Change of Law: Hospital Action Required
To: Hospital Chief Nursing Officers, Legal Counsel, and Government Affairs Staff
Please forward to staff in charge of services for sexual assault survivors
From: Zosia Stanley, Associate General Counsel | ZosiaS@wsha.org (206) 216-2511
Subject: New Laws Impacting Hospital Sexual Assault Services and the Storage and
Retention of Sexual Assault Kits
This bulletin contains information on three laws related to sexual assault nurse examinations and sexual assault evidence kit collection:
- HB 1016: Requires hospitals to provide specific information to individuals seeking sexual assault evidence kit collections and have a plan in place to assist individuals with obtaining such services, effective July 1, 2020;
- HB 2318: Establishes new requirements for local law enforcement to transport and store unreported sexual assault kits, as well as new requirements for the tracking of evidence collected through sexual assault kits, effective June 30, 2020; and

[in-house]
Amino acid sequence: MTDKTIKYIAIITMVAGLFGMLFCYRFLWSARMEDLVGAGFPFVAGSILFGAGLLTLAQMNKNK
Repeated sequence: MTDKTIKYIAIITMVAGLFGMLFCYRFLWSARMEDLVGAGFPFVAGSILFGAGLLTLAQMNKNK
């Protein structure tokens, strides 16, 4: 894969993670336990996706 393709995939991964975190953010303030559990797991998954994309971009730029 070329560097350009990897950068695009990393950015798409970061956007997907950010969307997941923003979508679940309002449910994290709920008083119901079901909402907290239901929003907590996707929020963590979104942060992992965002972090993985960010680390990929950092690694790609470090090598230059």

- SB 6158: Establishes a new statewide task force which will develop model protocols to ensure that sexual assault victims receive a coordinated community response when presenting for care at any hospital or clinic following a sexual assault, reporting progress to the state legislature by December 1, 2020.
Several provisions in HB 1016 and HB 2318 will require hospitals to adjust policies and procedures ahead of the implementation dates listed above – see recommendations and next steps for more information.
Changes to the process of storing and transporting sexual assault evidence kits apply to all entities providing sexual assault forensic examinations, including hospitals and clinics.